Fourth Amendment cases usually cover the big issues of search and seizure law: Can cops come in your house without a warrant? (Not usually, but maybe.) Can they use thermal imaging cameras to look inside your house from across the street without a warrant? (Nope.) Do cops need a warrant to use drug sniffing dogs on your car? (No again, and those drugs sniffs don't even count as searches.)
Those can all feel very invasive -- the kind of thing the Fourth Amendment is designed to protect against. Not quite the same as a parking cop using chalk to mark your car tires to track how long you've been parked somewhere. But a federal court just ruled that a search as well, and an unconstitutional one if officers do it without your consent or a warrant.
Community Caretakers or Revenue Raisers?
Alison Taylor had racked up 15 parking tickets over a three-year span in the City of Saginaw, Michigan, each one issued by parking enforcement officer Tabitha Hoskins, and each one after Hoskins had "chalked" her tires. She finally sued Hoskins and the city, claiming the chalking "violated her Fourth Amendment right to be free from unreasonable search." While her lawsuit got tossed out of district court, the Sixth Circuit Court of Appeals reversed, "Because we chalk this practice up to a regulatory exercise, rather than a community-caretaking function," it said.
The Sixth Circuit first ruled that placing chalk on a person's car constitutes a legal search, as a government official trespassed upon a constitutionally protected area to obtain information. Next, and most importantly, the court had to decide whether such a search was reasonable. Saginaw tried to claim it was permitted to chalk tires under a "community caretaker" exception to the warrant requirement. But the judges were not convinced:
The City fails to carry its burden of establishing that the community caretaker exception applies in this instance. First, on these facts, the City fails to demonstrate how this search bears a relation to public safety. The City does not show that the location or length of time that Taylor's vehicle was parked created the type of "hazard" or traffic impediment amounting to a public safety concern. Nor does the City demonstrate that delaying a search would result in "injury or ongoing harm to the community." To the contrary, at the time of the search, Taylor's vehicle was lawfully parked in a proper parking location, imposing no safety risk whatsoever. Because the purpose of chalking is to raise revenue, and not to mitigate public hazard, the City was not acting in its "role as [a] community caretaker."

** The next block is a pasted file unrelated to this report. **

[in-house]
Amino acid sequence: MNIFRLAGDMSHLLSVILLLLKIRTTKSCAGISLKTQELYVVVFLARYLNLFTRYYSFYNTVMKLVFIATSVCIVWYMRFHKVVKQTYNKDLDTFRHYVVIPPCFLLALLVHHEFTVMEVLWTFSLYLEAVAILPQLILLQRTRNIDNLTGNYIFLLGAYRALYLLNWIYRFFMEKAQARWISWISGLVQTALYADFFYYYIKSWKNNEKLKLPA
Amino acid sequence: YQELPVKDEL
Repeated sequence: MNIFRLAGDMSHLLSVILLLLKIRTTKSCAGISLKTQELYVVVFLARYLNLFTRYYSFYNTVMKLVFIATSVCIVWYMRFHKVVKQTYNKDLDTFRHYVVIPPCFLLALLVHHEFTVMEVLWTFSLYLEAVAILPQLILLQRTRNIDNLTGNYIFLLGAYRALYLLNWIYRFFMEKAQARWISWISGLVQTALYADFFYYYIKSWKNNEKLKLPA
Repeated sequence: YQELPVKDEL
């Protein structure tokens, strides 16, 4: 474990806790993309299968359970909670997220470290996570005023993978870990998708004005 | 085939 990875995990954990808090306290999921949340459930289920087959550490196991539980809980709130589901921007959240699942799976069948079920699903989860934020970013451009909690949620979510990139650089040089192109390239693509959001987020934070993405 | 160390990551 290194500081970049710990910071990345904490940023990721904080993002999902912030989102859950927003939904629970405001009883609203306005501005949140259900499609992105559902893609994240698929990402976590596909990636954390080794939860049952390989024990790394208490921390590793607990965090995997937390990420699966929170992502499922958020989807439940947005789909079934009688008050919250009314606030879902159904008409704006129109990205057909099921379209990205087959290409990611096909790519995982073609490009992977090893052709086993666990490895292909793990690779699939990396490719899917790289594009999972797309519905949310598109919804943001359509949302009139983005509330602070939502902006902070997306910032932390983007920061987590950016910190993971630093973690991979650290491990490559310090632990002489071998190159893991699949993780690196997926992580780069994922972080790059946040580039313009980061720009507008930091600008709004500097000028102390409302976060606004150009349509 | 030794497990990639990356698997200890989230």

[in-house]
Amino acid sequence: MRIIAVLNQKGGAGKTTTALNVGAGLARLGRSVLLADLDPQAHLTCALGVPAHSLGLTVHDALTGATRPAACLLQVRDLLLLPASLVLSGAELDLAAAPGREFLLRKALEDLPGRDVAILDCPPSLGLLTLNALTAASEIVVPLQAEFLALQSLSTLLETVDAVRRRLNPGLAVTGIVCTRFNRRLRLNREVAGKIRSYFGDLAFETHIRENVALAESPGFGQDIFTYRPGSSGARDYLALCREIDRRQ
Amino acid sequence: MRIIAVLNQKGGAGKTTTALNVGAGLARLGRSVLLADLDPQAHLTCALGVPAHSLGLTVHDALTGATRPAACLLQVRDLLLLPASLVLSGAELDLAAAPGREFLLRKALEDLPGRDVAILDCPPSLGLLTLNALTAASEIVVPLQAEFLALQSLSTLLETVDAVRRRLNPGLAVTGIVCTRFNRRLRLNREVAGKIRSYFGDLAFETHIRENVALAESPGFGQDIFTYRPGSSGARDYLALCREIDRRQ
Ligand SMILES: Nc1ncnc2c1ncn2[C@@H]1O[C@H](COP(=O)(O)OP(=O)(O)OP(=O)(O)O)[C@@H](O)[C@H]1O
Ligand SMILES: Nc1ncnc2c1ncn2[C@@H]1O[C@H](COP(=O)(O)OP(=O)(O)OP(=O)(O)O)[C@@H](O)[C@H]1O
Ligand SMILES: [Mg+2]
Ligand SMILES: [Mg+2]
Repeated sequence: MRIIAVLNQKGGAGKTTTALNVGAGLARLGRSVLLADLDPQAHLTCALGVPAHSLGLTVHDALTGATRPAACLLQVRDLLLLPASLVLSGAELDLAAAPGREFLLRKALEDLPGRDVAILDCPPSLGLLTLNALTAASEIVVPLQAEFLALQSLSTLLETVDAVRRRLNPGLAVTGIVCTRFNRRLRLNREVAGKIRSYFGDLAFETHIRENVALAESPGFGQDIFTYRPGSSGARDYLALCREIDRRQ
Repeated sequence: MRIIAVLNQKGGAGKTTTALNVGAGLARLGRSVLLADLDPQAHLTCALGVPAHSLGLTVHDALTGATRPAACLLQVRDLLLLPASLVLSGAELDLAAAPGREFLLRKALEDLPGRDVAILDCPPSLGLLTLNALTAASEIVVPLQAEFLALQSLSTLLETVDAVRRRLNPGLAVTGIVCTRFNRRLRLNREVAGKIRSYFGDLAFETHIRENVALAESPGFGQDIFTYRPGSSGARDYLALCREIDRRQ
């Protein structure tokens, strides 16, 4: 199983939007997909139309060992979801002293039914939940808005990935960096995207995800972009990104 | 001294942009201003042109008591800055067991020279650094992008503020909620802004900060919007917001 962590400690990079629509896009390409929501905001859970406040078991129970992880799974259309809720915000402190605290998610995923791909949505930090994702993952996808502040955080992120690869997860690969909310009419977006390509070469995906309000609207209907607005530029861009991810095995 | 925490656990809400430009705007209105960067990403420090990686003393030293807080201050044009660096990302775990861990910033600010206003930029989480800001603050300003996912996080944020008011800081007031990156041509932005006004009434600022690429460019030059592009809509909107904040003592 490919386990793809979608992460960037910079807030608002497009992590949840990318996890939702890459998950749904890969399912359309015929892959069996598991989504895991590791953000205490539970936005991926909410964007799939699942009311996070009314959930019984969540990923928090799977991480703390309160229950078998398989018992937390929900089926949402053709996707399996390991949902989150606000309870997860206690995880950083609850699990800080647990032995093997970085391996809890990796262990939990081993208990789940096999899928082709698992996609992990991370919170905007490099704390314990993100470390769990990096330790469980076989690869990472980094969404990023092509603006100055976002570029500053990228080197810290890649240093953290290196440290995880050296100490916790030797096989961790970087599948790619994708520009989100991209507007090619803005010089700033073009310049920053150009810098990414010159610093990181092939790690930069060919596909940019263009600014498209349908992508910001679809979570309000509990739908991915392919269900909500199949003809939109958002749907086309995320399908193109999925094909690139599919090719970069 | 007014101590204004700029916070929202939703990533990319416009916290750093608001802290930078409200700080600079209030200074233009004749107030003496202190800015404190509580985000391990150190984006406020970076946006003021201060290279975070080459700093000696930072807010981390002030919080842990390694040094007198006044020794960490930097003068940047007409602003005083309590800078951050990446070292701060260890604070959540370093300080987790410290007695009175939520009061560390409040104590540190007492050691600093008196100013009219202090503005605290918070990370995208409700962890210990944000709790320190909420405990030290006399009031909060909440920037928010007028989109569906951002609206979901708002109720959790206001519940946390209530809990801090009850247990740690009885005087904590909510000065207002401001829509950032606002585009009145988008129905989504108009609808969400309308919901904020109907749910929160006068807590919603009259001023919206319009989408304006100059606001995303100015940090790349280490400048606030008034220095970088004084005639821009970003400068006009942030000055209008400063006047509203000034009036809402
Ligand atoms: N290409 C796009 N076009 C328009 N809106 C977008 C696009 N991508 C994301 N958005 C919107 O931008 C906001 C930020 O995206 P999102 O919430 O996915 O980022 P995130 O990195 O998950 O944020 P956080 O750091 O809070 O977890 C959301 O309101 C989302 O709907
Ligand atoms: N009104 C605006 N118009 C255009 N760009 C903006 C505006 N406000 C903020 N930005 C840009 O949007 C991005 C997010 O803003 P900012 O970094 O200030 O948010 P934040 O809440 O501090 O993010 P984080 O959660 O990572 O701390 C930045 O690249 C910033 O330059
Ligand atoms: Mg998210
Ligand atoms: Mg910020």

Hey, You -- Get Off My Tire!
But before you go yelling at parking cops where you live, you should know that the ruling only applies to those states covered by the Sixth Circuit: Kentucky, Michigan, Ohio, and Tennessee. And while similar lawsuits are sure to follow in other circuits, savvy cities, counties, and states could just circumvent the ruling by gaining the consent of drivers through signs or notices. (Just how all drivers "consent" to submit to blood alcohol testing just by obtaining a driver's license.)
But, if you're anything like Alison Taylor and the parking tickets are adding up, suing under the Fourth Amendment might not be a bad idea.